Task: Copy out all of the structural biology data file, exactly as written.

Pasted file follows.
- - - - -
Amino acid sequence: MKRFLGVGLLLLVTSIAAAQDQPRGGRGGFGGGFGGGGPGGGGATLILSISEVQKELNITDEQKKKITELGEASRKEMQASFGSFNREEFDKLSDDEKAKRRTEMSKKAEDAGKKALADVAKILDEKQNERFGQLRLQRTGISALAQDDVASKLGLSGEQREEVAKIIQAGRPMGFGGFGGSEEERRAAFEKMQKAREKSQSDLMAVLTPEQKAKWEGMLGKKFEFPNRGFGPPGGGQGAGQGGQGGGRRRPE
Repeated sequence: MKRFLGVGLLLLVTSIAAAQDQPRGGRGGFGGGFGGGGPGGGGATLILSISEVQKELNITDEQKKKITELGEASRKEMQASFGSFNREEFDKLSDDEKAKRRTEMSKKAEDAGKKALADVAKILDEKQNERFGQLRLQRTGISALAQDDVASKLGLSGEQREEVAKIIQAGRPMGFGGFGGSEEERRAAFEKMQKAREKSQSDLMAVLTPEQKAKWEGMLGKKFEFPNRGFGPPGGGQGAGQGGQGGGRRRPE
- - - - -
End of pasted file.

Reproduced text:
Amino acid sequence: MKRFLGVGLLLLVTSIAAAQDQPRGGRGGFGGGFGGGGPGGGGATLILSISEVQKELNITDEQKKKITELGEASRKEMQASFGSFNREEFDKLSDDEKAKRRTEMSKKAEDAGKKALADVAKILDEKQNERFGQLRLQRTGISALAQDDVASKLGLSGEQREEVAKIIQAGRPMGFGGFGGSEEERRAAFEKMQKAREKSQSDLMAVLTPEQKAKWEGMLGKKFEFPNRGFGPPGGGQGAGQGGQGGGRRRPE
Repeated sequence: MKRFLGVGLLLLVTSIAAAQDQPRGGRGGFGGGFGGGGPGGGGATLILSISEVQKELNITDEQKKKITELGEASRKEMQASFGSFNREEFDKLSDDEKAKRRTEMSKKAEDAGKKALADVAKILDEKQNERFGQLRLQRTGISALAQDDVASKLGLSGEQREEVAKIIQAGRPMGFGGFGGSEEERRAAFEKMQKAREKSQSDLMAVLTPEQKAKWEGMLGKKFEFPNRGFGPPGGGQGAGQGGQGGGRRRPE